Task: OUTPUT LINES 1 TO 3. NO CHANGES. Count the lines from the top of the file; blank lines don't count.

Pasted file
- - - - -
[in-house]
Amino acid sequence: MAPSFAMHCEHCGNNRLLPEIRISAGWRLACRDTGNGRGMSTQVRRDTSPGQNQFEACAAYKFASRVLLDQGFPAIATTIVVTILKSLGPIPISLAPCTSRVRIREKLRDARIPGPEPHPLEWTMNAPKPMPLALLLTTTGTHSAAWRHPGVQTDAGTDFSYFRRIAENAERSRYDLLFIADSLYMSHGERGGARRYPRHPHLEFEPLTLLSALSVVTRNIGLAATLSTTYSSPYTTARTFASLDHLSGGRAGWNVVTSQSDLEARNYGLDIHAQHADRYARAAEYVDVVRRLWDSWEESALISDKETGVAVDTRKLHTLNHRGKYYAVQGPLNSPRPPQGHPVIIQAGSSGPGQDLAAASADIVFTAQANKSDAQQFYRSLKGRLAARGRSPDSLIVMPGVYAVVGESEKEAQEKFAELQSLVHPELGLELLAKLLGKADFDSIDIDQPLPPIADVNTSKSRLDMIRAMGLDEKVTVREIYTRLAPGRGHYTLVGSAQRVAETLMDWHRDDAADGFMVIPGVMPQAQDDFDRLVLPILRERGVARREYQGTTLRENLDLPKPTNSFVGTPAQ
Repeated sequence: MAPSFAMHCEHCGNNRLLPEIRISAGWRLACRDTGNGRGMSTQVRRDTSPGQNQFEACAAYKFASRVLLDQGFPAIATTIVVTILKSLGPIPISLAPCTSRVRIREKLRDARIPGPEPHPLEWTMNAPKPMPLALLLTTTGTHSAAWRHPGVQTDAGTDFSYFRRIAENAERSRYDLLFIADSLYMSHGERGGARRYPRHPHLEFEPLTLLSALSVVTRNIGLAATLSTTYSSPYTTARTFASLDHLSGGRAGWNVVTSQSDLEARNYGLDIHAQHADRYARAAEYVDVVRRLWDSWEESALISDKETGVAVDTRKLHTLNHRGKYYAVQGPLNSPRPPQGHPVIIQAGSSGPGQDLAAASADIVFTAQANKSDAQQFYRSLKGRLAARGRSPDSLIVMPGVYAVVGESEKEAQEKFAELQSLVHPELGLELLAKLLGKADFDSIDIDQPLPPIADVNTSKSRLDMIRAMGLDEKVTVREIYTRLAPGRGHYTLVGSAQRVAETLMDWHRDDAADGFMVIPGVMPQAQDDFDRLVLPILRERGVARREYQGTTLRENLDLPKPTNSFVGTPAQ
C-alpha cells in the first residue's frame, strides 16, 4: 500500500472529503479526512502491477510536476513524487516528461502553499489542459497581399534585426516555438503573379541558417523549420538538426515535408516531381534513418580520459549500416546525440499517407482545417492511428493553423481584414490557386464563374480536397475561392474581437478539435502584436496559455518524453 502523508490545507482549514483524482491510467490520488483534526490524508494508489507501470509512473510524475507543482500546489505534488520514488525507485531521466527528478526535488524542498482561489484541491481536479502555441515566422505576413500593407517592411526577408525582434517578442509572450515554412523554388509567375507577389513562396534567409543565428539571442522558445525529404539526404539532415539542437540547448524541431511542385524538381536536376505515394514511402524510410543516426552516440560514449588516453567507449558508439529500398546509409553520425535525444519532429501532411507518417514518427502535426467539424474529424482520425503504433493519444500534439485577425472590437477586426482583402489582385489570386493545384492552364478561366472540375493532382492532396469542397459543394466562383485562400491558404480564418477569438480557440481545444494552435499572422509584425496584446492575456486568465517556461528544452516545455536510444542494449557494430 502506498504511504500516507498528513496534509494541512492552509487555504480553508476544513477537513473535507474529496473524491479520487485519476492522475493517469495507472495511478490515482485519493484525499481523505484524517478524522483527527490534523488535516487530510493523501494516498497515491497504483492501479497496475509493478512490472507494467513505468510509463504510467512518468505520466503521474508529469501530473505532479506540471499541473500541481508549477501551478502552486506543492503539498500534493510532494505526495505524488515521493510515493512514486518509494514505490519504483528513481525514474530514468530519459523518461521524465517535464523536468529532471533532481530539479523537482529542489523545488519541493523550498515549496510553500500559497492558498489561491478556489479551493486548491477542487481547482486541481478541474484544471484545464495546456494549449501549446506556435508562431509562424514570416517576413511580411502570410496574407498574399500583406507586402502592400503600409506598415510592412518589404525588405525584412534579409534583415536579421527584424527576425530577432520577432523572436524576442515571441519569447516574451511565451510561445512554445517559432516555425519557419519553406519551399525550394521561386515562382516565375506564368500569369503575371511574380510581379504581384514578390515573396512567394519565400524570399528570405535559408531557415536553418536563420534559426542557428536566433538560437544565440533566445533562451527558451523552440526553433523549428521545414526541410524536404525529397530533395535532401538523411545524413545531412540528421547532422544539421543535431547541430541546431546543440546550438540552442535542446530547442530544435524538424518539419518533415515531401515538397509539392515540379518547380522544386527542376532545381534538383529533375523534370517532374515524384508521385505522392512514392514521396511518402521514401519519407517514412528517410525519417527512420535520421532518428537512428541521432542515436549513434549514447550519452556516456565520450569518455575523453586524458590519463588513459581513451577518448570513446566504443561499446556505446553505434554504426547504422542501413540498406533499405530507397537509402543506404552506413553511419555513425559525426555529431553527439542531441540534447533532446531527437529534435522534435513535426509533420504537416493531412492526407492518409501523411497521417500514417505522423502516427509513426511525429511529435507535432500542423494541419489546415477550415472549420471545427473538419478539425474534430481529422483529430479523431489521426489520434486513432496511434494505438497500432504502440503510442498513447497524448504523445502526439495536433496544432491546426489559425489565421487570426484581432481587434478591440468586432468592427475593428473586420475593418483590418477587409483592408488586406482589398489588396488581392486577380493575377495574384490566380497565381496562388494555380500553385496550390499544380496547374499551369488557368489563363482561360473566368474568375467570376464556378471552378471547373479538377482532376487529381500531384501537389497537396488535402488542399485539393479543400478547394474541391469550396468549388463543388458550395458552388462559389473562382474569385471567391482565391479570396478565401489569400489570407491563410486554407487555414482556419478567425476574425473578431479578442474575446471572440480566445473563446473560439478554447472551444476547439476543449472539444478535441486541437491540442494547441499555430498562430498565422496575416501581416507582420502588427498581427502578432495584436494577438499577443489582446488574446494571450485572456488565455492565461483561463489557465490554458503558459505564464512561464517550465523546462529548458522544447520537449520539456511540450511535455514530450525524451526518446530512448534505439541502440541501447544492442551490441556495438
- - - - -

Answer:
[in-house]
Amino acid sequence: MAPSFAMHCEHCGNNRLLPEIRISAGWRLACRDTGNGRGMSTQVRRDTSPGQNQFEACAAYKFASRVLLDQGFPAIATTIVVTILKSLGPIPISLAPCTSRVRIREKLRDARIPGPEPHPLEWTMNAPKPMPLALLLTTTGTHSAAWRHPGVQTDAGTDFSYFRRIAENAERSRYDLLFIADSLYMSHGERGGARRYPRHPHLEFEPLTLLSALSVVTRNIGLAATLSTTYSSPYTTARTFASLDHLSGGRAGWNVVTSQSDLEARNYGLDIHAQHADRYARAAEYVDVVRRLWDSWEESALISDKETGVAVDTRKLHTLNHRGKYYAVQGPLNSPRPPQGHPVIIQAGSSGPGQDLAAASADIVFTAQANKSDAQQFYRSLKGRLAARGRSPDSLIVMPGVYAVVGESEKEAQEKFAELQSLVHPELGLELLAKLLGKADFDSIDIDQPLPPIADVNTSKSRLDMIRAMGLDEKVTVREIYTRLAPGRGHYTLVGSAQRVAETLMDWHRDDAADGFMVIPGVMPQAQDDFDRLVLPILRERGVARREYQGTTLRENLDLPKPTNSFVGTPAQ
Repeated sequence: MAPSFAMHCEHCGNNRLLPEIRISAGWRLACRDTGNGRGMSTQVRRDTSPGQNQFEACAAYKFASRVLLDQGFPAIATTIVVTILKSLGPIPISLAPCTSRVRIREKLRDARIPGPEPHPLEWTMNAPKPMPLALLLTTTGTHSAAWRHPGVQTDAGTDFSYFRRIAENAERSRYDLLFIADSLYMSHGERGGARRYPRHPHLEFEPLTLLSALSVVTRNIGLAATLSTTYSSPYTTARTFASLDHLSGGRAGWNVVTSQSDLEARNYGLDIHAQHADRYARAAEYVDVVRRLWDSWEESALISDKETGVAVDTRKLHTLNHRGKYYAVQGPLNSPRPPQGHPVIIQAGSSGPGQDLAAASADIVFTAQANKSDAQQFYRSLKGRLAARGRSPDSLIVMPGVYAVVGESEKEAQEKFAELQSLVHPELGLELLAKLLGKADFDSIDIDQPLPPIADVNTSKSRLDMIRAMGLDEKVTVREIYTRLAPGRGHYTLVGSAQRVAETLMDWHRDDAADGFMVIPGVMPQAQDDFDRLVLPILRERGVARREYQGTTLRENLDLPKPTNSFVGTPAQ